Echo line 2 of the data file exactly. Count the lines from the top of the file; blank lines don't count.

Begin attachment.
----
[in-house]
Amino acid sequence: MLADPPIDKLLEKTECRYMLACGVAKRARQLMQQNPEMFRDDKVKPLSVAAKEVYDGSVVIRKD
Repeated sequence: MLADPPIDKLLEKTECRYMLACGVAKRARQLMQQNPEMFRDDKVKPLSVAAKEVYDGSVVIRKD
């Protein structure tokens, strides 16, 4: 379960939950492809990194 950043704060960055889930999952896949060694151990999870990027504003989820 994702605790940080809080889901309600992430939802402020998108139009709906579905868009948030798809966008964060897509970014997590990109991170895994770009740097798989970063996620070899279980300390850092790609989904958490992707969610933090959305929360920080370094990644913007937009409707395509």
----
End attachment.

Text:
Amino acid sequence: MLADPPIDKLLEKTECRYMLACGVAKRARQLMQQNPEMFRDDKVKPLSVAAKEVYDGSVVIRKD